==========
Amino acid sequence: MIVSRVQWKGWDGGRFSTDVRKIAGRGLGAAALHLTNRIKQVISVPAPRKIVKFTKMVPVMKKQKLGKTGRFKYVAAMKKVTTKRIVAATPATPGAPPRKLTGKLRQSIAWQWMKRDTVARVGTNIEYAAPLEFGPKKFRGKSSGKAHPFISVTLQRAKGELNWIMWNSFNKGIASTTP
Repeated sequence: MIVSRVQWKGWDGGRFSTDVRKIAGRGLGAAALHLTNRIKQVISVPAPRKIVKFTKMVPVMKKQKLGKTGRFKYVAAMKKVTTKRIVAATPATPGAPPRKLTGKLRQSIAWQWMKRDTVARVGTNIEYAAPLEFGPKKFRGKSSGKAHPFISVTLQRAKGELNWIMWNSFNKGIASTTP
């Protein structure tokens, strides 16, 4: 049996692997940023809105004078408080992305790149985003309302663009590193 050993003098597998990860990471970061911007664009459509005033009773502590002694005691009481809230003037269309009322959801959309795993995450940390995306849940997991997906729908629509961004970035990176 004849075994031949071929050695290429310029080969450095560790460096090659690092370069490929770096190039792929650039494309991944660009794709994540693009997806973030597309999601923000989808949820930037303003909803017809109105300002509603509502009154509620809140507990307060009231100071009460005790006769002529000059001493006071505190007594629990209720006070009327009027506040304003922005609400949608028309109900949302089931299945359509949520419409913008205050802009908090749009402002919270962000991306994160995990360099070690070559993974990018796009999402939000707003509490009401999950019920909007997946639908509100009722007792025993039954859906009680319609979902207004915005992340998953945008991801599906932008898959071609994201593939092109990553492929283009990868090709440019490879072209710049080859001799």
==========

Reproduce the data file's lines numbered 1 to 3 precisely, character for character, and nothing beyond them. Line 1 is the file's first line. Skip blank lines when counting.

Amino acid sequence: MIVSRVQWKGWDGGRFSTDVRKIAGRGLGAAALHLTNRIKQVISVPAPRKIVKFTKMVPVMKKQKLGKTGRFKYVAAMKKVTTKRIVAATPATPGAPPRKLTGKLRQSIAWQWMKRDTVARVGTNIEYAAPLEFGPKKFRGKSSGKAHPFISVTLQRAKGELNWIMWNSFNKGIASTTP
Repeated sequence: MIVSRVQWKGWDGGRFSTDVRKIAGRGLGAAALHLTNRIKQVISVPAPRKIVKFTKMVPVMKKQKLGKTGRFKYVAAMKKVTTKRIVAATPATPGAPPRKLTGKLRQSIAWQWMKRDTVARVGTNIEYAAPLEFGPKKFRGKSSGKAHPFISVTLQRAKGELNWIMWNSFNKGIASTTP
């Protein structure tokens, strides 16, 4: 049996692997940023809105004078408080992305790149985003309302663009590193 050993003098597998990860990471970061911007664009459509005033009773502590002694005691009481809230003037269309009322959801959309795993995450940390995306849940997991997906729908629509961004970035990176 004849075994031949071929050695290429310029080969450095560790460096090659690092370069490929770096190039792929650039494309991944660009794709994540693009997806973030597309999601923000989808949820930037303003909803017809109105300002509603509502009154509620809140507990307060009231100071009460005790006769002529000059001493006071505190007594629990209720006070009327009027506040304003922005609400949608028309109900949302089931299945359509949520419409913008205050802009908090749009402002919270962000991306994160995990360099070690070559993974990018796009999402939000707003509490009401999950019920909007997946639908509100009722007792025993039954859906009680319609979902207004915005992340998953945008991801599906932008898959071609994201593939092109990553492929283009990868090709440019490879072209710049080859001799």